Dietary recommendations may be tied to increased greenhouse gas emissions

If Americans altered their menus to conform to federal dietary […]

Reacting to Personal Setbacks

Reacting to Personal Setbacks: Do You Bounce Back or Give Up?

Sometimes when people get upsetting news – such as a […]

Skinny Jeans are bad

They may be all the rage, but skinny jeans do cause problems for some wearers -- numbness in the legs, for example. Trace and Tara have the skinny on the potential health problems caused by these fashion staples

The Way It Is


For Faux News, a Tired Old Hoax Trumps Obama Outperforming Reagan

Where does a strong economy get you when you're a black president and outperform Reagan on job creation? It gets you to Benghazi.…
So Faux News has come back in a frenzy to their old Benghazi hoax, even though House repugicans have admitted Obama did nothing wrong. So absurd has their bubble reality become, you begin to wonder if these are the sort of people who would admit the sun had set if it was dark.
Because airing already debunked claims on Thursday’s Special Report, and repeating them on Friday with their 13 Hours at Benghazi: The Inside Story was not enough, Mitt Romeny was trotted out on Faux News Sunday to repeat the “stand down” routine we’ve all become so fond of over the past months. Even Romney, who loves himself some Romney, was willing to sling mud at Obama before talking about what a great president he would have been.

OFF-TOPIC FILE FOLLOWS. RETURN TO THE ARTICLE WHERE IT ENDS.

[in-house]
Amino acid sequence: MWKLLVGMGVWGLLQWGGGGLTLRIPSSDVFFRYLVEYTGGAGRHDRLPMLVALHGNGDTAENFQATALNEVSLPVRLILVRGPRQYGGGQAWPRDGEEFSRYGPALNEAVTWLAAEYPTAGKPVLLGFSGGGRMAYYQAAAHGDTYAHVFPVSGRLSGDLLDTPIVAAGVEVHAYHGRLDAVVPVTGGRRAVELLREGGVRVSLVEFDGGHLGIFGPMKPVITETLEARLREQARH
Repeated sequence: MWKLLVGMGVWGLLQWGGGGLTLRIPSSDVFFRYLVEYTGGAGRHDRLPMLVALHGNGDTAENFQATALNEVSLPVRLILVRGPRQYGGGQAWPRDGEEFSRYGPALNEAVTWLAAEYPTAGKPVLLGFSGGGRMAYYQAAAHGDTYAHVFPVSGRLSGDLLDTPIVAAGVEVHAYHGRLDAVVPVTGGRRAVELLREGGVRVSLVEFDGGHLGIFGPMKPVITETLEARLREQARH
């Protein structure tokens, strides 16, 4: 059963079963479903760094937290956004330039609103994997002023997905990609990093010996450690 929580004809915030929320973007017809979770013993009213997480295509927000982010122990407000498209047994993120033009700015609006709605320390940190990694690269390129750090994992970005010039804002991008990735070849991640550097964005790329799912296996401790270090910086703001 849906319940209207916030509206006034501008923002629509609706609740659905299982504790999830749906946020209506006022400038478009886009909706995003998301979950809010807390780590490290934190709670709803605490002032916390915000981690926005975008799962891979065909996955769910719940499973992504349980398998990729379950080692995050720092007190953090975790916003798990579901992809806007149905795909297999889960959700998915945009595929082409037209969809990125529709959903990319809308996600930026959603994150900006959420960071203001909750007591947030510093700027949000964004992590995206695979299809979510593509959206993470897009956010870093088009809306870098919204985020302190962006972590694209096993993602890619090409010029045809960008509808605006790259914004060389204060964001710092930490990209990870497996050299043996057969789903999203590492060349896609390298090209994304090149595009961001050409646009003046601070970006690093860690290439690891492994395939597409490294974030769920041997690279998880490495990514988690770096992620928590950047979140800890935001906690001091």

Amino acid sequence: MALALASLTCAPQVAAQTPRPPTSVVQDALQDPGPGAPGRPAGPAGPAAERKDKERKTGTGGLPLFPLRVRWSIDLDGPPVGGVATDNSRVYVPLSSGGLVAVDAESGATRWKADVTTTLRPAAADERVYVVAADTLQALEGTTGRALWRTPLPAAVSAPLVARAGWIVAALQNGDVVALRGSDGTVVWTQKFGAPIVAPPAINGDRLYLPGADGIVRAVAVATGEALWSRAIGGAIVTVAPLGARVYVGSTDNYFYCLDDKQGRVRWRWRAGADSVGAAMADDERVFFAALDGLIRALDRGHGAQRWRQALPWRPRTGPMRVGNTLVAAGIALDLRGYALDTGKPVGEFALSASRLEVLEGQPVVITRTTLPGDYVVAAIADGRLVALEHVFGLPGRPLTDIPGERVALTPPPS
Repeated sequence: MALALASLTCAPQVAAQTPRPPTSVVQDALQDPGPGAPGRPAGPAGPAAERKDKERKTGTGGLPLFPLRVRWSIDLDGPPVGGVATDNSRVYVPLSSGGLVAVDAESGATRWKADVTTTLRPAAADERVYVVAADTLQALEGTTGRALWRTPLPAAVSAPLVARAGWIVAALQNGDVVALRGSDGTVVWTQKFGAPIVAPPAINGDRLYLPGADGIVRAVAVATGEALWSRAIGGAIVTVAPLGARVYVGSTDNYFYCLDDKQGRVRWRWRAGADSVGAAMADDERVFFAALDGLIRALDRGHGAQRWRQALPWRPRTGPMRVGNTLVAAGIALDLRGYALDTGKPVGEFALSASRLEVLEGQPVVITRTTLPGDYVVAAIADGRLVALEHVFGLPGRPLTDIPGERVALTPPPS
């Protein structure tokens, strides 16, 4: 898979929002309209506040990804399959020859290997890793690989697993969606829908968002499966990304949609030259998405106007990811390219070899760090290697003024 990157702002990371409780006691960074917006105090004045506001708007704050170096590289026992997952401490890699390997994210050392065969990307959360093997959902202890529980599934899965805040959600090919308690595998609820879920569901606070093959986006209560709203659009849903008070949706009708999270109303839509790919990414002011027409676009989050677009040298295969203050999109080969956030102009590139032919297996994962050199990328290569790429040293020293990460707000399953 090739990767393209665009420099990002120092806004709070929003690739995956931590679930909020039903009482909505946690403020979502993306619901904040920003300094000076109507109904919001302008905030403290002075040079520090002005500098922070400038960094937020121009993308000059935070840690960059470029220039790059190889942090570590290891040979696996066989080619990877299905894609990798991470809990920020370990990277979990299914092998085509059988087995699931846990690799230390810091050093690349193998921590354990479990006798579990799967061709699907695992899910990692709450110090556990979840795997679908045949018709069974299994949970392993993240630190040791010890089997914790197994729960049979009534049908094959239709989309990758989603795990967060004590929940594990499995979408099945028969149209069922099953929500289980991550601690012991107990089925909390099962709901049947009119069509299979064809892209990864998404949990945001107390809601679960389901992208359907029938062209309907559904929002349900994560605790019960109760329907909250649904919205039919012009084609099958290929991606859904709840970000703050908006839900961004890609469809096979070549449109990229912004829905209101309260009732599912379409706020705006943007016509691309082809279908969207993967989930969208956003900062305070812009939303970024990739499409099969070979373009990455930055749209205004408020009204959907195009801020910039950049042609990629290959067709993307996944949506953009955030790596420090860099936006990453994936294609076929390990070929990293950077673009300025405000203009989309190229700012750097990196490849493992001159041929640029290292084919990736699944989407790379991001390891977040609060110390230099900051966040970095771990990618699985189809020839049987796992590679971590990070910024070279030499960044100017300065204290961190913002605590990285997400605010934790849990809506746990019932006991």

Yes, this is “Which Mitt,” the guy who holds every position on everything, depending upon what he thinks you might want to hear. Since Faux News wants to hear tired old, oft-debunked Benghazi lies, that is what Which Mitt gave them.
The economy is improving. Did you hear? We already know that the economy does better under Democratic presidents. The mainstream media ignored this, let alone the Faux echo chamber.
But not only has the media ignored an improving economy but they’ve ignored repugicans doing their level best to destroy the economy. And now Forbes just reported Saturday that “It’s Official: President Obama Is the Best Economic President In Modern Times.”